Results from the latest survey in October 2023 were encouraging. No Darwin ants were found within the poisoned area, but a two-year gap in baiting has allowed them to extend their range southwards on one side of the spit. A small mopping-up operation will be needed to achieve eradication. What does the future hold for these plucky birds? Tūturuatu will thrive on their Waikawa liferaft, so long as they continue to get help to repel the occasional marauder that tries to come aboard. 

The island’s rare combination of suitable habitat and being free from mammalian predators (except mice) is what allows tūturuatu to prosper here. But Waikawa is close to the mainland, so constant vigilance is needed against further pest incursions to protect this special place and its endangered treasures. 

We thank the shareholders of Tawapata South Inc for their continued direction and access to their whenua to care for the taonga of Waikawa. 

Many Department of Conservation staff, volunteers, and Rocket Lab personnel have also participated in this project over many years. The expertise of DOC scientists Dr Chris Green (since retired) and Murray Fea, helicopter pilots, boat skippers, and contractors is gratefully acknowledged. 

DOC staff and volunteers apply baits for Darwin ants. Credit Peter Lo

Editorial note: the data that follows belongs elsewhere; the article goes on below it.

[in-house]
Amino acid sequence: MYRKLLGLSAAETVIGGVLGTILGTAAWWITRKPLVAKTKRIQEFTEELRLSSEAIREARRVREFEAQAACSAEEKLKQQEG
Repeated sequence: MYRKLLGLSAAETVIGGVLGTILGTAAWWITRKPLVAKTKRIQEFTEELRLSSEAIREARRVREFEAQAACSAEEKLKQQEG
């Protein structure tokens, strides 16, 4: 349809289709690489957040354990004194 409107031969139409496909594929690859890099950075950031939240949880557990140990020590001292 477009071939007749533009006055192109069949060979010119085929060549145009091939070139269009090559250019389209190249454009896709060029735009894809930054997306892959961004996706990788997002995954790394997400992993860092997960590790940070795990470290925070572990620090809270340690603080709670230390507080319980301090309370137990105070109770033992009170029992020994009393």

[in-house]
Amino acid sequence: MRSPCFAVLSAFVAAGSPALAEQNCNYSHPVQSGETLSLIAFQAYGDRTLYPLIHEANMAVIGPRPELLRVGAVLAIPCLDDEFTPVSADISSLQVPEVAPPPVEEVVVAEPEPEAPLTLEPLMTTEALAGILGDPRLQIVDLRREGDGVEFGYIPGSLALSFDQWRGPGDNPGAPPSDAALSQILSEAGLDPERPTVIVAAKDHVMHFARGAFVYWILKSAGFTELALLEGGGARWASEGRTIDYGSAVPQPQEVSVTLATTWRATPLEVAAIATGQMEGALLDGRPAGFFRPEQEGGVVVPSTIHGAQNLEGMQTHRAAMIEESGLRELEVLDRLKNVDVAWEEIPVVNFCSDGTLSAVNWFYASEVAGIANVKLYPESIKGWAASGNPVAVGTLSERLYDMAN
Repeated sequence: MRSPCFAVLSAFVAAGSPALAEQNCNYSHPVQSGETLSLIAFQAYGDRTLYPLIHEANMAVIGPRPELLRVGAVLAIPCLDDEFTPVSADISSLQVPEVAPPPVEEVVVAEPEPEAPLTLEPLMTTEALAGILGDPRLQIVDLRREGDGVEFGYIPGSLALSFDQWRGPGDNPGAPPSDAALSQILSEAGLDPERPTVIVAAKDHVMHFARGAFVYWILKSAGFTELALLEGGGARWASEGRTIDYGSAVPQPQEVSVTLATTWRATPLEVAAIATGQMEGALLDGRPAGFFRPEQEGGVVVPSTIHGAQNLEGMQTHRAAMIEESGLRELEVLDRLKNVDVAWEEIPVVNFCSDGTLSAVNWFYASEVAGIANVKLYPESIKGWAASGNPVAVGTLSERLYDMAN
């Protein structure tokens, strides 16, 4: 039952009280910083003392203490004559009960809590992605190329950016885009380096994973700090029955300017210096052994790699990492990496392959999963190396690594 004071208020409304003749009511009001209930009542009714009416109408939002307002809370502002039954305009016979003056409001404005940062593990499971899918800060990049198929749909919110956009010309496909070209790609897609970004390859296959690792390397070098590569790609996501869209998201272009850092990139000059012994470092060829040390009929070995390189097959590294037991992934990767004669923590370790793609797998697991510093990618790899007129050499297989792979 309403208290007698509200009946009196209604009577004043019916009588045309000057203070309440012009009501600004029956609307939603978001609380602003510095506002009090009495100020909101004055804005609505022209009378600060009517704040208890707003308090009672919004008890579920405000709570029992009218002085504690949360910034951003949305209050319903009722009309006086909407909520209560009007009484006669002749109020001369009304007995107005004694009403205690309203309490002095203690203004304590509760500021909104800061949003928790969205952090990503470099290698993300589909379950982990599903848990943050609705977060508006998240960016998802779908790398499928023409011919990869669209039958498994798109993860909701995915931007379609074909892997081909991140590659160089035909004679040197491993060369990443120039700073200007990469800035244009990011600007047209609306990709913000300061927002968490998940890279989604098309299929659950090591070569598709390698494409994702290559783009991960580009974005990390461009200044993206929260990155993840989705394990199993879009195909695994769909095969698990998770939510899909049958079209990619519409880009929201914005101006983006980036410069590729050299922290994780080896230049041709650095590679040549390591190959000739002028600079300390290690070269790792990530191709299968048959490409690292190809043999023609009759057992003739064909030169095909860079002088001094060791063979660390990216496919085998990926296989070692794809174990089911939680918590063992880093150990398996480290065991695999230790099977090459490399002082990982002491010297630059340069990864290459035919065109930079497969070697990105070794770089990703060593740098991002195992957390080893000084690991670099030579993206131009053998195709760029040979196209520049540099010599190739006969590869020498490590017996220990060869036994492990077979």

DOC staff and volunteers apply baits for Darwin ants.

Helen Jonas is a Department of Conservation officer and the project leader for tūturuatu management on Waikawa Island. Since 2013, Peter Lo has made six trips to Waikawa as a volunteer, and one to Rangatira.

Tūturuatu are delightful characters with an engaging personality. They hold territories when nesting and will approach intruders and greet them with a characteristic head bob as if to say “and who are you?” Although this habit is endearing for bird lovers, it leaves tūturuatu poorly adapted to cope with mammalian predators. 

Furthermore, unusually for a shorebird, they nest under the cover of short coastal vegetation or among driftwood and rocks, which makes them especially vulnerable to introduced predators, including mustelids and feral cats. Other reasons for their decline include habitat loss, disease, predation by gulls and hawks, and being attacked by dogs. 

The male shore plover has a black face, and the beak is mostly red. Credit Peter Lo

The male shore plover has a black face, and the beak is mostly red.